David Olney

David Olney sends all the rockabilly wannabes back to Burger King on One Tough Town.

David Olney can probably thank his irascible nature for keeping him from being a much bigger presence on the national roots-music scene. A respected contemporary and drinking buddy of Townes Van Zandt — check out his "Suicide Kid" — he's often mentioned as a songwriter's songwriter. Olney stands out like a jalapeño in a bowl of vanilla pudding in Nashville, where he lives, and throughout an 18-album career has stubbornly gone his own way, making brilliant, unheralded albums as artists from Linda Ronstadt to bluegrass king Del McCoury record his songs.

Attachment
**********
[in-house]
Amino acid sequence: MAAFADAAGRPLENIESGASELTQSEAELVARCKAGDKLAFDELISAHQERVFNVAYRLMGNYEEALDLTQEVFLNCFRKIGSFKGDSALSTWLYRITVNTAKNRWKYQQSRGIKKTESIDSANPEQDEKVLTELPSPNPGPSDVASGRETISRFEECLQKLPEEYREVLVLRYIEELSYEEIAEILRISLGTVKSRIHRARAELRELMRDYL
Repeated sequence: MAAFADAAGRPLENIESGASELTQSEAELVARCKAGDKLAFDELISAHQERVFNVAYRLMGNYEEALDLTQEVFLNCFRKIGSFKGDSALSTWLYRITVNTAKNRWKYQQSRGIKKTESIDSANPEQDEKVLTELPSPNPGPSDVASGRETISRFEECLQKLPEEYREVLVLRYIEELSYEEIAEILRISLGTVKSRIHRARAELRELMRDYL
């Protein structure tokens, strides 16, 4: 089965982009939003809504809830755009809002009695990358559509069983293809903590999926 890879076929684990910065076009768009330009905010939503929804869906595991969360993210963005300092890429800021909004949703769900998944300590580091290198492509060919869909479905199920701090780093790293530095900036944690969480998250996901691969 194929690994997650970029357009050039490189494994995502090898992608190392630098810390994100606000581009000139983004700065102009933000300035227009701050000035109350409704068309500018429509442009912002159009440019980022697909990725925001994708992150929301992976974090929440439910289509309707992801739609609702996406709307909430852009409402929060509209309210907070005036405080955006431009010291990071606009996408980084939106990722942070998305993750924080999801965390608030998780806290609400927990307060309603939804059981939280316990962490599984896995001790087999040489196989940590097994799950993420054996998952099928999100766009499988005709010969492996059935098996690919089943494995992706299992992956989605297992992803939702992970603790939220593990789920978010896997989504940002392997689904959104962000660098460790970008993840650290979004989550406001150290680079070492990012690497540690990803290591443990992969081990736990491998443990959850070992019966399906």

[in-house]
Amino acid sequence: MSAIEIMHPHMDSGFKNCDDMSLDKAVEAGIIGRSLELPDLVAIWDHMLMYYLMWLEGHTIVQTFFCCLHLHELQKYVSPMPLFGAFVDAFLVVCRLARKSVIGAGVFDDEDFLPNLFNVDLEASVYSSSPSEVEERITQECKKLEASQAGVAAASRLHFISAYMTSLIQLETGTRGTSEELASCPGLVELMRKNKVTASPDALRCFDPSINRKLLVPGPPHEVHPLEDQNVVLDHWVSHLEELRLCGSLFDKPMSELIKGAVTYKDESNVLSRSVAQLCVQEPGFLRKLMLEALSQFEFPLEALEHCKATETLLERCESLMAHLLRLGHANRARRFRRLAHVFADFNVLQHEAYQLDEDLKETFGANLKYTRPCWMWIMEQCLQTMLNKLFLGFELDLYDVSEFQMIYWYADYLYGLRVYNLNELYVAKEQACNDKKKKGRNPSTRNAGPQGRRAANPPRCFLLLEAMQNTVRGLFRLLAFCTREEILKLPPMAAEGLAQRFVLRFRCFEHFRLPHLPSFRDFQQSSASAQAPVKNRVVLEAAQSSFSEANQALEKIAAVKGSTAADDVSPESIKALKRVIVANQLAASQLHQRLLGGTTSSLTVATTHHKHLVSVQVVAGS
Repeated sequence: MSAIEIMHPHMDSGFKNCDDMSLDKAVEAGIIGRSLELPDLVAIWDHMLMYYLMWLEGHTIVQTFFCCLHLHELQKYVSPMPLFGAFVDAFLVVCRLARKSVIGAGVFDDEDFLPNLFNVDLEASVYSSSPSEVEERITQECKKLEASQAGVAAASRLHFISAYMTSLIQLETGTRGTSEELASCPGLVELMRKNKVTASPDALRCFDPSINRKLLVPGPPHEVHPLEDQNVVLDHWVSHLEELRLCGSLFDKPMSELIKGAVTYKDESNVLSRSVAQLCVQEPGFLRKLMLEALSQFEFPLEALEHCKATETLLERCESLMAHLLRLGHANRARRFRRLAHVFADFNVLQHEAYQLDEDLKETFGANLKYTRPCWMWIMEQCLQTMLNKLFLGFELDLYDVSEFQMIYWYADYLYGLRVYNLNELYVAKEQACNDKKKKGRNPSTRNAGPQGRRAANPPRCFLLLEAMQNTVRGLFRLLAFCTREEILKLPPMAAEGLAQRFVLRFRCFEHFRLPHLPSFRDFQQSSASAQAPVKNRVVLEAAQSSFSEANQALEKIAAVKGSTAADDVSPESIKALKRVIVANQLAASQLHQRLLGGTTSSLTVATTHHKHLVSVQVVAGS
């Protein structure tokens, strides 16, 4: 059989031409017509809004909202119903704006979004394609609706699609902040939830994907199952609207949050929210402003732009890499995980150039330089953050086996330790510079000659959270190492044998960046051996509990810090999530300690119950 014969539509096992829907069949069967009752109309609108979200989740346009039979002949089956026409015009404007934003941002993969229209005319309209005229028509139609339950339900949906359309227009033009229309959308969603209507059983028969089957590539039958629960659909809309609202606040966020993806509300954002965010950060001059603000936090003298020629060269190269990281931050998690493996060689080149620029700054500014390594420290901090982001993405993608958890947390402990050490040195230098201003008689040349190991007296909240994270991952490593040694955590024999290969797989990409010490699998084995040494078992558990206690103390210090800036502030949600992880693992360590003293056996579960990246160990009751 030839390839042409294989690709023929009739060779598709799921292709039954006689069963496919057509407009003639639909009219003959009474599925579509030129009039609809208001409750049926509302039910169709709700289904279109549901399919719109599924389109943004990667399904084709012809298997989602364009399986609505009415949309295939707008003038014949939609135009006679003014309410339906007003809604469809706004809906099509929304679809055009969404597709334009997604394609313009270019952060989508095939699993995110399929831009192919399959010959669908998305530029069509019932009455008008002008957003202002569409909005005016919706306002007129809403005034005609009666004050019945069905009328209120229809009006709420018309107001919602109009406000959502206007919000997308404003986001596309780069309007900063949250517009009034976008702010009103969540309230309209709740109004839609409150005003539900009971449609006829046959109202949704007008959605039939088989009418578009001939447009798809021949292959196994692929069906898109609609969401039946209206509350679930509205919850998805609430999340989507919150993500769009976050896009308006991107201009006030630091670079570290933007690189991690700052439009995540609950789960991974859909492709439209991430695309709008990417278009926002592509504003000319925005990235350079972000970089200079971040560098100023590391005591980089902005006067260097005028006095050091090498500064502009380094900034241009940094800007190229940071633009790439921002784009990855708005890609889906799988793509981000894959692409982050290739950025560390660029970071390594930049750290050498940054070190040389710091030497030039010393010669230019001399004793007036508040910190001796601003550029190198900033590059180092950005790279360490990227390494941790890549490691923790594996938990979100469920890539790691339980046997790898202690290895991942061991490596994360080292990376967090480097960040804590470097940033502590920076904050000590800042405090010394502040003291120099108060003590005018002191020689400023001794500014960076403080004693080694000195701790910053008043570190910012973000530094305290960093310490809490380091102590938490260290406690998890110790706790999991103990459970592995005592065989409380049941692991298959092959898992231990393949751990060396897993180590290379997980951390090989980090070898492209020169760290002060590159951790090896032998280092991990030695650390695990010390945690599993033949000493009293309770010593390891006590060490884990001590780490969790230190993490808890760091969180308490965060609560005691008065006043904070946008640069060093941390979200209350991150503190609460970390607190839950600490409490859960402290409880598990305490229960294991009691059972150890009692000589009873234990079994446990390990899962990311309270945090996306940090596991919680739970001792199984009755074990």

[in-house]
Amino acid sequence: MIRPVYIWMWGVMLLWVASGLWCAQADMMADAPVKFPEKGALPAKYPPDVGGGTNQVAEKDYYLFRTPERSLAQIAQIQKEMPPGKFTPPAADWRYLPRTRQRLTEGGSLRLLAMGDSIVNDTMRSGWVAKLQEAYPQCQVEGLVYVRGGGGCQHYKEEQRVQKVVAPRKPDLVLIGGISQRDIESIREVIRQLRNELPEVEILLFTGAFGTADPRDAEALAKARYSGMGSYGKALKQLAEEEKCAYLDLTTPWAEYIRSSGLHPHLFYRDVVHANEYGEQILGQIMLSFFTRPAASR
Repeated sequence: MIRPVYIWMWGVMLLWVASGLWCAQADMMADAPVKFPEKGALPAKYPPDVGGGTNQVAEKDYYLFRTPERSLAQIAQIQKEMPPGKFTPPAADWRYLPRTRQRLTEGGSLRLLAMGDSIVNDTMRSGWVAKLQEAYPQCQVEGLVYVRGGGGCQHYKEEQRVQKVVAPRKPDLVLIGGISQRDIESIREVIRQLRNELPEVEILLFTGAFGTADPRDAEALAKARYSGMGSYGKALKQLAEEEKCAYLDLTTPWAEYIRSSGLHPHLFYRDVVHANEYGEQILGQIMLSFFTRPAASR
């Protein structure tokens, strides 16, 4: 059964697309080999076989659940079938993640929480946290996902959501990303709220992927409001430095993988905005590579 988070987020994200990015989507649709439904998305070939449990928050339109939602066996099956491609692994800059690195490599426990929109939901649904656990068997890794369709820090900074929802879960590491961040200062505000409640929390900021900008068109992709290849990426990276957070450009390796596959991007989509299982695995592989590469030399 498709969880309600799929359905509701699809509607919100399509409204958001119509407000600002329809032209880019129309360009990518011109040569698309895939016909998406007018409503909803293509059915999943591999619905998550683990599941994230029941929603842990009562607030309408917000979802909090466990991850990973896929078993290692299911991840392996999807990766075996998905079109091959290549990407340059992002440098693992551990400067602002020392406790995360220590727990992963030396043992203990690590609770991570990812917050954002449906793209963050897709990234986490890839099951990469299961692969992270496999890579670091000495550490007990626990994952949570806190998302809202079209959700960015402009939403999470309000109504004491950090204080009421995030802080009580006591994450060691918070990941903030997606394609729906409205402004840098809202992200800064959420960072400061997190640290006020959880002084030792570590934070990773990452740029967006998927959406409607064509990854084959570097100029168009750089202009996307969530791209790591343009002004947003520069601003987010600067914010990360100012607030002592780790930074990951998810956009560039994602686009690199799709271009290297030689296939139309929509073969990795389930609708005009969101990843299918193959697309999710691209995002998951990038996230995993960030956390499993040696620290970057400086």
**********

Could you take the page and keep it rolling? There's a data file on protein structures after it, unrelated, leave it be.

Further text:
One Tough Town, a brilliant sampling of American music from blues and rockabilly to New Orleans swing and noir folk, adds another top-notch effort to a prolific string of fine records that began with 2000's Omar's Blues in 2000. "Sweet Poison" is a shot of rockabilly so stout it should make most of the current crop of pompadoured fakers sell their instruments and go back to 40-hour weeks at Burger King. Macabre Dixieland slinker "Who's the Dummy Now?" features a ventriloquist's dummy setting his master straight with all the viciousness of Chucky meeting Mack the Knife: "Truth is, pal, you're nothin' but dead weight / You' bout as funny as a funeral home / I'd be better off alone / I'm what sells the tickets at the gate." One Tough Town makes a fine starting point for working backward through Olney's catalog and discovering a true genius of American song.

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